Of course, things have changed massively now. No matter how crowded the place used to be more than sixty years ago, it often looked a graceful entity. For, in those days, the collective human culture had not sunk as low as it has today. In those days, even a little child could feel an all--pervading sense of respect for others. True, there would be a quarrel here and a dispute there. Yet, the overall atmosphere of the Nagpur Railway Station was one of calmness -- despite the tensions and anxieties an opportunity of travel often brought to anybody.


There is no doubt that there are far more numbers of people at the Nagpur Railway Station at any given point in time than they used to be in those good old days. Yet, the sense of calmness that was evident everywhere is just almost totally missing now, thanks to the crass ways of looking at life and living it that we experience today. Some of us do tend to cover up bad things of today under the garb of increased population. But that is only a fake reason. For even in those days, when the trains arrived and departed in just a few minutes, the crowds appeared almost as dense as they do today. Yet, the sense of order that one experienced in those good old days is almost totally missing today. This is visible everywhere, of course, but more so at the Nagpur Railway Station. Despite the changes that have been brought about at the place, despite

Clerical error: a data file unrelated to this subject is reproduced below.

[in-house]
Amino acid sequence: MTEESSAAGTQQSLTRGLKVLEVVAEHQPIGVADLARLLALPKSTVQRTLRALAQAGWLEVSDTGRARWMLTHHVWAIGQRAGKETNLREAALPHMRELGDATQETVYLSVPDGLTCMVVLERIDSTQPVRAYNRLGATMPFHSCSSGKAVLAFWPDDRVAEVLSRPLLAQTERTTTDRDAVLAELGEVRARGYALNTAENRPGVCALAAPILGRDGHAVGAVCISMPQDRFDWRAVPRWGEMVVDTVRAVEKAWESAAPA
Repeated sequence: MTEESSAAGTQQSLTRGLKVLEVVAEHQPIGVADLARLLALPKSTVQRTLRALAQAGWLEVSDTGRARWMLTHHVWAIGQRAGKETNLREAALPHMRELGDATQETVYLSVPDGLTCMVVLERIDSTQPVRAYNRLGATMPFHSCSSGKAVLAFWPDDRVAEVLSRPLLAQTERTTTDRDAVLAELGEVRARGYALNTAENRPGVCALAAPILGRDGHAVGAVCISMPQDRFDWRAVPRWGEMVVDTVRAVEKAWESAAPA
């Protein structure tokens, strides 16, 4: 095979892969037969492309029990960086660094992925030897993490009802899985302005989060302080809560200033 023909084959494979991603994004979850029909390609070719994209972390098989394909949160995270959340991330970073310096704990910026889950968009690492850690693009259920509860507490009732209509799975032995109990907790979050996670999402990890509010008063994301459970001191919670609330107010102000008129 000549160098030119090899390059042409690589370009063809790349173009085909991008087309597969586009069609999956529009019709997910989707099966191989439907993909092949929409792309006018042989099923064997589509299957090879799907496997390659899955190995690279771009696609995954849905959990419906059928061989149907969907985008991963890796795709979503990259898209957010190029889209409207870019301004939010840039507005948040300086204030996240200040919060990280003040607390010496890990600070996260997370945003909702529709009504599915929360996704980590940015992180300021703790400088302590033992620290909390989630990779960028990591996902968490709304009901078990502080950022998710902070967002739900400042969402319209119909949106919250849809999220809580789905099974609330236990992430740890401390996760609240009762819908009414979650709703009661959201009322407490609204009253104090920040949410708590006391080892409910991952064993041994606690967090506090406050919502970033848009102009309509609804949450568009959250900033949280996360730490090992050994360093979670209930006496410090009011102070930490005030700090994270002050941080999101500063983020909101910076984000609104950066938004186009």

better comforts on some counts, the Nagpur Railway Station continues to impress everybody because of its enormity.